Canada’s largest cable TV company, which is carrying this year’s Cricket World Cup on its ATN specialty channel, is just one of many mainstream companies trying to reach out to Canada’s increasingly diverse population through new products and marketing schemes, reported the Toronto Star March 31. Sometimes it’s a matter of simply translating an existing offering into another language. At other times, it’s a question of adding more diverse faces to English- language advertisements. If companies make only cosmetic changes, for example in their ad campaigns, without following through on the service or product side, they won’t get the business, cautions Ashwin Joshi, a professor of marketing at York University’s Schulich School of Business. "If you give a segment what they want, you get their loyalty," Joshi says.

EMBA programs compete for high-paying students

Costing as much as $95,000 for an 18-month program, EMBAs are easily the most expensive degrees on the market, reported the National Post March 31. Students study part-time, remain in their jobs and graduate with an MBA. Canadian business schools offering EMBA programs are locked in stiff competition for these high-paying students. As the nation’s business capital, it stands to reason that the most active scene in the battle of the business schools is Toronto. Battling for market share in Hogtown are the University of Toronto’s Rotman School of Management and York University’s Schulich School of Business.

Lawyer’s conduct ‘deplorable’ in condo fraud, says prof

Imagine being able to buy an $11,000-parking space in a classy Markham condominium project and then getting a mortgage on it for $185,000. Or buying a storage unit assessed at $31,000 in a Toronto condominium on Spadina Ave. near Queen St. W., and getting a bank mortgage of $201,650, noted the Toronto Star March 31. In total, TD Canada Trust shelled out $1.9 million in mortgages on condominium units that were actually worth as much as 90 per cent less than the financed amounts. The strange story of the overpriced parking and locker units came to light recently in a discipline decision released by the Law Society of Upper Canada. In January, a society hearing panel found Toronto lawyer Steven Michael Mucha guilty of professional misconduct. During the six-day hearing last summer, Toronto lawyer Reuben Rosenblatt testified as an expert witness for the Law Society. Rosenblatt teaches real estate law as an adjunct professor at York’s Osgoode Hall Law School and is regarded by many of his colleagues as the dean of the real estate bar in Ontario. In testifying before the Law Society panel, Rosenblatt described Mucha’s handling of the 16 real estate files as "deplorable."

RRIF rules put some retirees in ‘risk zone’

Poor investment returns and inflation exacerbate the impact of systematic withdrawals that exceed an inflation-adjusted 4 per cent or 4.5 per cent of the first year’s portfolio balance, suggested a National Post columnist April 2 in a column about government-set mandatory withdrawals on Registered Retirement Income Funds that are too high. Such portfolios are in the "retirement risk zone" cited by Moshe Milevsky, finance professor at York’s Schulich School of Business.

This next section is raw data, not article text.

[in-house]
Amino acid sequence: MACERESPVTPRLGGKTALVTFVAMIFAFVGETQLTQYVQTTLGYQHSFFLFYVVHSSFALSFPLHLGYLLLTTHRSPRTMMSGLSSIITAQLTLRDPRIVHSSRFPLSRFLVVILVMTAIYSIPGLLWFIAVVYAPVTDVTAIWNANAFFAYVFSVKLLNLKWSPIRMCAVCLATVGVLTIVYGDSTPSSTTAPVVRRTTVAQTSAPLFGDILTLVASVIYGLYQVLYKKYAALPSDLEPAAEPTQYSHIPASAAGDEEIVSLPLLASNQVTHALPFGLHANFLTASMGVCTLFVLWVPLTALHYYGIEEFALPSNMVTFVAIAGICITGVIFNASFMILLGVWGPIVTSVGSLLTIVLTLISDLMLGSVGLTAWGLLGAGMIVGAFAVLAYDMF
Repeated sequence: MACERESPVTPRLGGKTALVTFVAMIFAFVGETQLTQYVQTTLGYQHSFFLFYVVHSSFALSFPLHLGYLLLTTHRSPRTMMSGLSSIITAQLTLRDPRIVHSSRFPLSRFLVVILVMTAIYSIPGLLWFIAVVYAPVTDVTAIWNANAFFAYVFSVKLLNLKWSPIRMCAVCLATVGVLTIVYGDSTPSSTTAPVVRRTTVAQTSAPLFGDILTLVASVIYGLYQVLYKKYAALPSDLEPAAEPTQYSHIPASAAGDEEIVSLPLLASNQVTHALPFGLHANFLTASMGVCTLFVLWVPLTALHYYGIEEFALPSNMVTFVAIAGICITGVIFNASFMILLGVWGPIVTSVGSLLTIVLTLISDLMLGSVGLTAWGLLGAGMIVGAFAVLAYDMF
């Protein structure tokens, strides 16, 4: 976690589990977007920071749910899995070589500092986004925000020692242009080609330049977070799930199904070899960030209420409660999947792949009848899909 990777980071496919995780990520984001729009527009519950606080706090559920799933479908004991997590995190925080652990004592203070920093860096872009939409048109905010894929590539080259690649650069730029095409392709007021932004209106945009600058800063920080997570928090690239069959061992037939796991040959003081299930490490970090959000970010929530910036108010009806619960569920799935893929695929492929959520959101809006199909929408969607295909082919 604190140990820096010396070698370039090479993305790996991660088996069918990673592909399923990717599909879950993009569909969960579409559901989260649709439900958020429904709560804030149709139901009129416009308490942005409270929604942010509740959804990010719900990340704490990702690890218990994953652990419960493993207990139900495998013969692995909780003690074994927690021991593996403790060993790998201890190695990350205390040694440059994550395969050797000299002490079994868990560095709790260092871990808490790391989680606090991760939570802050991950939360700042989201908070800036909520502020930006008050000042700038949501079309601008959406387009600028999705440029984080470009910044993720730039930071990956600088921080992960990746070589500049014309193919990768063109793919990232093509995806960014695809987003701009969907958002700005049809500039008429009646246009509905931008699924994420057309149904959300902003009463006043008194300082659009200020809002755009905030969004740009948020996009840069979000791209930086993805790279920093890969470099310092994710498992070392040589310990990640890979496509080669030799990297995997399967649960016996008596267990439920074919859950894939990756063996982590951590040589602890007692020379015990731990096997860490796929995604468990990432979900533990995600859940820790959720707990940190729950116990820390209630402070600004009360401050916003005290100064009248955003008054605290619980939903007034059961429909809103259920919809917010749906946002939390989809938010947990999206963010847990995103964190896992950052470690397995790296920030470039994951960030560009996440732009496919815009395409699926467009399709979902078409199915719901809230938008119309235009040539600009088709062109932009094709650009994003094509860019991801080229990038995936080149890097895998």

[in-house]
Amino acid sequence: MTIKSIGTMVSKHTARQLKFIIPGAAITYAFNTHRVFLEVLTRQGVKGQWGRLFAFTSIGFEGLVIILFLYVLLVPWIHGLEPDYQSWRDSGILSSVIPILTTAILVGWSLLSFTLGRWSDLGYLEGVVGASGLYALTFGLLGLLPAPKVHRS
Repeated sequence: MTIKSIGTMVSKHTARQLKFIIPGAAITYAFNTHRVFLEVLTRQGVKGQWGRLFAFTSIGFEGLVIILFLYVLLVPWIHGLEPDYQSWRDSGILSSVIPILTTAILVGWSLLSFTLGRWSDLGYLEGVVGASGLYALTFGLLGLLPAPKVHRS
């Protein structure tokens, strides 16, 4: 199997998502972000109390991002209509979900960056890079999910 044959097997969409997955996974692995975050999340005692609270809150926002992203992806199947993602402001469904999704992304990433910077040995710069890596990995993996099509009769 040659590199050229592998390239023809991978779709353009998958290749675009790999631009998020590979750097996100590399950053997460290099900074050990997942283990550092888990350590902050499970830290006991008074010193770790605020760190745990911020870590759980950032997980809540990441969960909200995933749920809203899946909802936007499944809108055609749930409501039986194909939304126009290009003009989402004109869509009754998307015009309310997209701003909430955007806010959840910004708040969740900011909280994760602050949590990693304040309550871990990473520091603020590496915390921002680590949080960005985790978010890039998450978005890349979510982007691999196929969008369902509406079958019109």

Synchronized skating team soars to world bronze

Like most of her teammates, Londoner and first-year York University student Allison Proudfoot made the committed commute to Burlington and Waterloo every day for skating practice, reported the London Free Press April 2. But obstacles such as injuries and distance don’t deny desire or destiny – a lesson the Canadian champion Nexxice synchronized skating team proved with a stunning bronze-medal performance at the world synchronized skating championships before 6,530 wild fans at the John Labatt Centre Saturday.

Husband gets life for killing York grad

Teacher Aysegul Candir (BA ’97) was stalked, ambushed and shot to death by her estranged husband in the parking lot of the Bramalea high school where she taught, a jury has concluded, reported the Toronto Star April 2. The seven women and five men, sequestered since Friday, deliberated about 17 hours over three days before returning their verdict of first-degree murder just after 10: 30am in Erhun Candir’s eight-week trial. Since coming to Canada from Turkey, Aysegul also graduated on the dean’s honour list from York University with a history degree.

On air

  • Michaela Hynie, research dean and psychology professor in York’s Faculty of Health, talked about the evolution of the April fool’s prank, on CBC Radio’s "Metro Morning" March 30.
  • Louise Lewin, associate principal of student affairs at York’s Glendon College, talked about professors’ complaints about plagiarism and the Internet, at a Windsor conference, on Radio-Canada’s CJBC-AM in Toronto March 30.
  • York’s Glendon College hosted a conference on bilingualism, reported Radio-Canada’s "Info Windsor" March 30.
  • Tamara Gordon was permanently injured in an accident five years ago. But that hasn’t stopped the fourth-year administrative studies student at York from succeeding in areas where others have failed, reported "CTV Weekend News" in Toronto March 31.